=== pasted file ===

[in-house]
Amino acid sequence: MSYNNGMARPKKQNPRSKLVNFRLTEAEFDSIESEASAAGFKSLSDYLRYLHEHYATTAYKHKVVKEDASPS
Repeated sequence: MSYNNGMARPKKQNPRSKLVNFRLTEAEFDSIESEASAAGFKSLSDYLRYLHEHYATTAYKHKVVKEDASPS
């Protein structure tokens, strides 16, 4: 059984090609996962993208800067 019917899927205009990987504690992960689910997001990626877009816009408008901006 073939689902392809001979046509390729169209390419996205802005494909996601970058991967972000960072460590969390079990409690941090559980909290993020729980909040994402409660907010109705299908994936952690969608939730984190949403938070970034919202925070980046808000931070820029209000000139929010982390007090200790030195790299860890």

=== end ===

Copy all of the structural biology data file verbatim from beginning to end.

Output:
[in-house]
Amino acid sequence: MSYNNGMARPKKQNPRSKLVNFRLTEAEFDSIESEASAAGFKSLSDYLRYLHEHYATTAYKHKVVKEDASPS
Repeated sequence: MSYNNGMARPKKQNPRSKLVNFRLTEAEFDSIESEASAAGFKSLSDYLRYLHEHYATTAYKHKVVKEDASPS
């Protein structure tokens, strides 16, 4: 059984090609996962993208800067 019917899927205009990987504690992960689910997001990626877009816009408008901006 073939689902392809001979046509390729169209390419996205802005494909996601970058991967972000960072460590969390079990409690941090559980909290993020729980909040994402409660907010109705299908994936952690969608939730984190949403938070970034919202925070980046808000931070820029209000000139929010982390007090200790030195790299860890």